So many people knew. But no one stopped it. The perpetrators were promoted, while the sufferers were silenced. It was – and remains – a protection racket.
These are the initial findings of my investigation into sexual harassment and indecent assault in Australia's media and entertainment sector.
When #metoo prompted millions in the US to share their stories, I reflected upon the failure of generations of executives to clean up our industry here. And the reticence of reporters to investigate their own. Then, I tapped out a tweet: "Currently, I am investigating two long-term offenders. Please, contact me privately to tell your stories."
Hundreds of women DMed, PMed, or emailed their experiences: a tsunami of injustice. I asked whether they wanted counselling, legal or police support, before requesting they speak on background, off the record or on camera.
Slowly, we created a network: The Media Entertainment and Arts Alliance set up a triage service, while police suggested a checklist for charges. One woman requested a female detective, before making a statement about a historical rape allegation.
The ABC's investigative unit came on board, so I created a co-production with Fairfax Media. These organisations have the most robust resources to uncover the structures protecting the guilty and punishing the innocent.
Some women have found it traumatic, with many triggered by memories. However, most have described it as "cathartic". In one instance, I was the first person she'd ever told. "Please, keep my identity anonymous," she said. "If my husband knew, he'd track down the guy and beat the hell out of him." She's not the only woman worried her partner would seek physical retribution.
Others were concerned about losing their livelihoods, or being trolled on social media. "I was very young and pretty drunk," one said. "I should have pushed him away, but I was scared."
"I'm such an idiot," sobbed another. "I should have reported it to the bosses, but I didn't want him to lose his job. Now I know he did this to so many others, I wish I'd complained."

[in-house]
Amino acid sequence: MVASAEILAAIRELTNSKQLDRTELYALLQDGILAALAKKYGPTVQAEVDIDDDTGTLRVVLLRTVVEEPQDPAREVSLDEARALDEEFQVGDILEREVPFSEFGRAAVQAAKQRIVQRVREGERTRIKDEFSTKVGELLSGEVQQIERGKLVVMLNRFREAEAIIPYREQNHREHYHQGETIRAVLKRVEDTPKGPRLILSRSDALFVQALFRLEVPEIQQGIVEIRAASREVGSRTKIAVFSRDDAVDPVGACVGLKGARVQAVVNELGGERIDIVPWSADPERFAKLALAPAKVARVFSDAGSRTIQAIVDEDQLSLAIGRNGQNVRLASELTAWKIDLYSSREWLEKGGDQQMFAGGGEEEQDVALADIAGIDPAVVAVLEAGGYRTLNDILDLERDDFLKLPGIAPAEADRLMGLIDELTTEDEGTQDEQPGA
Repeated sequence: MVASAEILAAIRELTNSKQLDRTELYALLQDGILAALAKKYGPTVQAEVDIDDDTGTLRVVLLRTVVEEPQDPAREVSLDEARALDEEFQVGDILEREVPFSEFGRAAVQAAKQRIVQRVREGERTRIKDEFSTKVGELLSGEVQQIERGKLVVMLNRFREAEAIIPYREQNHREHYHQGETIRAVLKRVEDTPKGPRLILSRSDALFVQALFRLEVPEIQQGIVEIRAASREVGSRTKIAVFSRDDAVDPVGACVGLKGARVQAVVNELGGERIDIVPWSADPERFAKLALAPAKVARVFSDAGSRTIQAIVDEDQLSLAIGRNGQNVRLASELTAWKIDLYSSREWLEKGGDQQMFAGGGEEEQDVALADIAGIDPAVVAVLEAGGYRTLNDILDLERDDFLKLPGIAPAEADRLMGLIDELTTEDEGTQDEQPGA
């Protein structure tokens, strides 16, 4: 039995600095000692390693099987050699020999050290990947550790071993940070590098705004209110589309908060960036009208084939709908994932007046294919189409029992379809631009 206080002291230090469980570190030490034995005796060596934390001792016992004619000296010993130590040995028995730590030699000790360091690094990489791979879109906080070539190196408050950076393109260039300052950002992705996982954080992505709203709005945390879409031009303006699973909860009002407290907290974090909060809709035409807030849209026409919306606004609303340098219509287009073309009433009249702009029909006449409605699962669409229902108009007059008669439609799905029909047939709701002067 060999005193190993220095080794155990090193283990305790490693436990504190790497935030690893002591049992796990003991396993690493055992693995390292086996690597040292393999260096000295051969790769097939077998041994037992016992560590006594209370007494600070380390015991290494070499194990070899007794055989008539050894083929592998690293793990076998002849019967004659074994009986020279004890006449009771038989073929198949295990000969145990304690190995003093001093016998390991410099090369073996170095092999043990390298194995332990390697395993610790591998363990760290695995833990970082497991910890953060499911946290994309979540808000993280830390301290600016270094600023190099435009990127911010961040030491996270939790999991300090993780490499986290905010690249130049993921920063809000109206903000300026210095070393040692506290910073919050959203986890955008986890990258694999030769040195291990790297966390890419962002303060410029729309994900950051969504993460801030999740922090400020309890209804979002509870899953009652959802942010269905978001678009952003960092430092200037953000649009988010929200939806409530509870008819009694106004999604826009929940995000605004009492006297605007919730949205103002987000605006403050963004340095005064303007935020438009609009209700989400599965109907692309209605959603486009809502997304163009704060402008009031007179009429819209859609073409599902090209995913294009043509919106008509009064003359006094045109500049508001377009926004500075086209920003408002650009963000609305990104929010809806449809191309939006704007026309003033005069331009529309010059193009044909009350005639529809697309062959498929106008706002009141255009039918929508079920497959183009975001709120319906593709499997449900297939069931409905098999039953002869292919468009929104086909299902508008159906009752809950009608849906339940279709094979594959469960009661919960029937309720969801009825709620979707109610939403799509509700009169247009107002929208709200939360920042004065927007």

These women have internalised society's misogyny – a culture of victim shaming and blaming. Of course, the only ones responsible are the perpetrators and power brokers.
Many women did complain but were sidelined, silenced or sacked.
Some commentators want women to be quarantined from men in the workplace, but this reduces promotion and networking opportunities. Other initiatives, like the anonymous hotline at Channel Seven, are good on paper but pointless in practice. Young women don't believe their identities will be protected, and don't trust HR after the Amy Taeuber case.
Nothing will improve until the culture changes at the top. Greater gender diversity sends a signal that sexual harassment will be taken seriously.
This is not happening at one of the country's largest media organisations..
A fortnight ago, the board met to discuss this investigation. The chairman made four jokes about a high-profile harassment case, while a male director sniggered. (Memo fellas: You're running a multi-million dollar company, not a chook raffle at the local pub.)
This is clearly an issue of corporate governance. No wonder women are resigning from media boards, fearing personal liability from potential lawsuits.
It's not only directors who've treated this as a bit of laugh. Managers are engaged in a monstrous game of hide and seek.
During our investigation into Don Burke – the man whose name was mentioned more than any other – we spoke to more than 50 former colleagues and executives.
Many men shared insights into his behaviour. Suffice to say, they knew about his history. Two executives at Radio 2UE refused to pair him with female producers, or rostered only male panel operators.
But few would go on the record because, "I'll never work again. He's too powerful and well-connected." Some said they were ashamed about their impotence. Yet here they are – decades later – as still as statues.
Frankly, these men are frightened. (Now they know how women feel.)
As political philosopher Edmund Burke pointed out, "The only thing necessary for the triumph of evil is for good men to do nothing". In this case, it is good women who are working hard to triumph over evil.
My phone rings relentlessly as they reveal new names. "I can't believe he's still here after five complaints to HR," one said.
So far more than 500 women have come forward, naming 65 men.
This is only the beginning of an investigation that will take years, until all workplaces are safe for those within their walls.
Tracey Spicer is a Fairfax Media columnist.